Discovered on a Manhattan street in 2020 and introduced on Stanton’s Humans of New York Instagram page, Johnson, then 76, shares her dynamic history as a “fiercely independent” Black burlesque dancer who used the stage name Tanqueray and became a celebrated fixture in midtown adult theaters. “I was the only black girl making white girl money,” she boasts, telling a vibrant story about sex and struggle in a bygone era. Frank and unapologetic, Johnson vividly captures aspects of her former life as a stage seductress shimmying to blues tracks during 18-minute sets or sewing lingerie for plus-sized dancers. Though her work was far from the Broadway shows she dreamed about, it eventually became all about the nightly hustle to simply survive. Her anecdotes are humorous, heartfelt, and supremely captivating, recounted with the passion of a true survivor and the acerbic wit of a weathered, street-wise New Yorker. She shares stories of growing up in an abusive household in Albany in the 1940s, a teenage pregnancy, and prison time for robbery as nonchalantly as she recalls selling rhinestone G-strings to prostitutes to make them sparkle in the headlights of passing cars. Complemented by an array of revealing personal photographs, the narrative alternates between heartfelt nostalgia about the seedier side of Manhattan’s go-go scene and funny quips about her unconventional stage performances. Encounters with a variety of hardworking dancers, drag queens, and pimps, plus an account of the complexities of a first love with a drug-addled hustler, fill out the memoir with personality and candor. With a narrative assist from Stanton, the result is a consistently titillating and often moving story of human struggle as well as an insider glimpse into the days when Times Square was considered the Big Apple’s gloriously unpolished underbelly. The book also includes Yee’s lush watercolor illustrations.

A blissfully vicarious, heartfelt glimpse into the life of a Manhattan burlesque dancer.

Pub Date: July 12, 2022

ISBN: 978-1-250-27827-2

Page Count: 192

Publisher: St. Martin's

Review Posted Online: July 28, 2022

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If the authors are serious, this is a silly, distasteful book. If they are not, it’s a brilliant satire.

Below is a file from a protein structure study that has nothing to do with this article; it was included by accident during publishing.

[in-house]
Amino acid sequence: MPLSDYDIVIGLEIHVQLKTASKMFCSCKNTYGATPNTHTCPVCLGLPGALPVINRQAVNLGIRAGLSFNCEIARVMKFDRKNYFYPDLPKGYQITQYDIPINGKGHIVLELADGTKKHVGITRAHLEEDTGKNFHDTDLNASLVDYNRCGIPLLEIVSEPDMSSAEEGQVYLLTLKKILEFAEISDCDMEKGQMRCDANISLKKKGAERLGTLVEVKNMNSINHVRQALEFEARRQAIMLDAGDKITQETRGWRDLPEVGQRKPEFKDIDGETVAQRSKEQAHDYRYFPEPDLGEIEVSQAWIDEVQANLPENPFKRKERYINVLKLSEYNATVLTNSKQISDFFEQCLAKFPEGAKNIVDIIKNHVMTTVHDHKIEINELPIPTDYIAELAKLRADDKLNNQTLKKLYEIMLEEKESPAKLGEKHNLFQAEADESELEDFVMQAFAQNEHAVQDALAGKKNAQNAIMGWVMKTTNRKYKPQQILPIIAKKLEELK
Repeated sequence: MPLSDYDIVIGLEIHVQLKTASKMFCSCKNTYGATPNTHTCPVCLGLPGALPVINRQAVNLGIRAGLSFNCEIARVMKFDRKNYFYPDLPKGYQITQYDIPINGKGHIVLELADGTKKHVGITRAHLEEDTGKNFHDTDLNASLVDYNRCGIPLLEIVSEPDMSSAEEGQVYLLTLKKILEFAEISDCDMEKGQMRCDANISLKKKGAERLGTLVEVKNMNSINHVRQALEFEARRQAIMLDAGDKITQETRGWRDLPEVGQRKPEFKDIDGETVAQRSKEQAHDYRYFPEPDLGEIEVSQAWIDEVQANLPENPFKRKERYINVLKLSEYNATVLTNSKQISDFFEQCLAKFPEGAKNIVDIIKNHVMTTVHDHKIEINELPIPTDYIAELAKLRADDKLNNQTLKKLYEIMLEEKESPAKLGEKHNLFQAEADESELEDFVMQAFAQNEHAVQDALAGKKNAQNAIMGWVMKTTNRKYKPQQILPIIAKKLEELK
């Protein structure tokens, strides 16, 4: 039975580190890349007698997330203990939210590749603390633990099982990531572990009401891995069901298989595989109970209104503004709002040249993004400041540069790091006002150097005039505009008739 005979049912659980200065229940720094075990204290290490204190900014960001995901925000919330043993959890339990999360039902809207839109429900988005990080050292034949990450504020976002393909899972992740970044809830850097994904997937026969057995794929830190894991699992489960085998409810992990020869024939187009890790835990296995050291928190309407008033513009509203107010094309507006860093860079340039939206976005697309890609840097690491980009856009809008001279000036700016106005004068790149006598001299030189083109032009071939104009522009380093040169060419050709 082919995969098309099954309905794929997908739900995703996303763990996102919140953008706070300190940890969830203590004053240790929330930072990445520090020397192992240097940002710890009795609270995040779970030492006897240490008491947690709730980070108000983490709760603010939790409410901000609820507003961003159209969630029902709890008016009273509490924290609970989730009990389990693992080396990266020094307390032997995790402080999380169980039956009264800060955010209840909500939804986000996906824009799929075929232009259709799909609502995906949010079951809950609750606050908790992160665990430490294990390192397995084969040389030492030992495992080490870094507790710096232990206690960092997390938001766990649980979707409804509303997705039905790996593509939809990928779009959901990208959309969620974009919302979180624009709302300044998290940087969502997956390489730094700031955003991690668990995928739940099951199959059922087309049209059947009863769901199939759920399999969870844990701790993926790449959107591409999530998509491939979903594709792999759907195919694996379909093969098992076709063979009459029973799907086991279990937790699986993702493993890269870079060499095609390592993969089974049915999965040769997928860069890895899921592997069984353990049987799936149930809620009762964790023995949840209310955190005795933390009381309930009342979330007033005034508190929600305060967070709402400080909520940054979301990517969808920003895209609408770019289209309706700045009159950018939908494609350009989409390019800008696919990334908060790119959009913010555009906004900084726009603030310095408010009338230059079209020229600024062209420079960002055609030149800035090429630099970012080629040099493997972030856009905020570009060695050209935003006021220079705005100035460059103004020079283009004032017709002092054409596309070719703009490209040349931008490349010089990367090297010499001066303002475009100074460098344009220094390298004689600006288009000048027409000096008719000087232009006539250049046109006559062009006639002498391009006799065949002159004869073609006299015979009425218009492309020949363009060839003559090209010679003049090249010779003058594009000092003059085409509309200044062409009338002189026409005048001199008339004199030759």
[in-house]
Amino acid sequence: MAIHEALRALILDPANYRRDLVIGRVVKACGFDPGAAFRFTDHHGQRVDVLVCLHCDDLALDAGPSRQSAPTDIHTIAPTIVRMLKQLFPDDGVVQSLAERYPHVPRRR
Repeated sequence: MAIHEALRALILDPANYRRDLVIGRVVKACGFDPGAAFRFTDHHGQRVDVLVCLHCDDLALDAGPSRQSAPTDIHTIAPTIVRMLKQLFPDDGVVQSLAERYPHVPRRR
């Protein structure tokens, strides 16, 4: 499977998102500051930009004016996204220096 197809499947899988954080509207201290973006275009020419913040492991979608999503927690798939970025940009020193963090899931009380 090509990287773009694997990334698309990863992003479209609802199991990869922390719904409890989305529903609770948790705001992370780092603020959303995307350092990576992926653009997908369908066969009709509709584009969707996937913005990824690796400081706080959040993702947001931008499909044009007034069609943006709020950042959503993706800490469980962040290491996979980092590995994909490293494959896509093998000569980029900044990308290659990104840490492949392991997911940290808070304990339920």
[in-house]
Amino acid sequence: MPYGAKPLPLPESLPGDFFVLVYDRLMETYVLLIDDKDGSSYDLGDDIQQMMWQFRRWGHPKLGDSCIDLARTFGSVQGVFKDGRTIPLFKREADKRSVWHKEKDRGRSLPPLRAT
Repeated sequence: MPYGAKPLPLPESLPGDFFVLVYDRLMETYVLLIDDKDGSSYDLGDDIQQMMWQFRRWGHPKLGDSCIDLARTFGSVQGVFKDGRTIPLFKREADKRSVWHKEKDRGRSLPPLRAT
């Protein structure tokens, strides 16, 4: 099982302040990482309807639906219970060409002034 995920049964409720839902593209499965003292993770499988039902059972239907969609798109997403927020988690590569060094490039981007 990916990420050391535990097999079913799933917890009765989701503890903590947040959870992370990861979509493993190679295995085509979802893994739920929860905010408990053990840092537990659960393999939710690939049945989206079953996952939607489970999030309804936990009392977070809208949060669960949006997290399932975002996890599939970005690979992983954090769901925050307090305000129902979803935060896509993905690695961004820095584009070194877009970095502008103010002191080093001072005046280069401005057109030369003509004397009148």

The authors have created a sort of anti-Book of Virtues in this encyclopedic compendium of the ways and means of power.

Everyone wants power and everyone is in a constant duplicitous game to gain more power at the expense of others, according to Greene, a screenwriter and former editor at Esquire (Elffers, a book packager, designed the volume, with its attractive marginalia). We live today as courtiers once did in royal courts: we must appear civil while attempting to crush all those around us. This power game can be played well or poorly, and in these 48 laws culled from the history and wisdom of the world’s greatest power players are the rules that must be followed to win. These laws boil down to being as ruthless, selfish, manipulative, and deceitful as possible. Each law, however, gets its own chapter: “Conceal Your Intentions,” “Always Say Less Than Necessary,” “Pose as a Friend, Work as a Spy,” and so on. Each chapter is conveniently broken down into sections on what happened to those who transgressed or observed the particular law, the key elements in this law, and ways to defensively reverse this law when it’s used against you. Quotations in the margins amplify the lesson being taught. While compelling in the way an auto accident might be, the book is simply nonsense. Rules often contradict each other. We are told, for instance, to “be conspicuous at all cost,” then told to “behave like others.” More seriously, Greene never really defines “power,” and he merely asserts, rather than offers evidence for, the Hobbesian world of all against all in which he insists we live. The world may be like this at times, but often it isn’t. To ask why this is so would be a far more useful project.

If the authors are serious, this is a silly, distasteful book. If they are not, it’s a brilliant satire.

Pub Date: Sept. 1, 1998

ISBN: 0-670-88146-5

Page Count: 430

Publisher: Viking

Review Posted Online: May 20, 2010

Kirkus Reviews Issue: July 15, 1998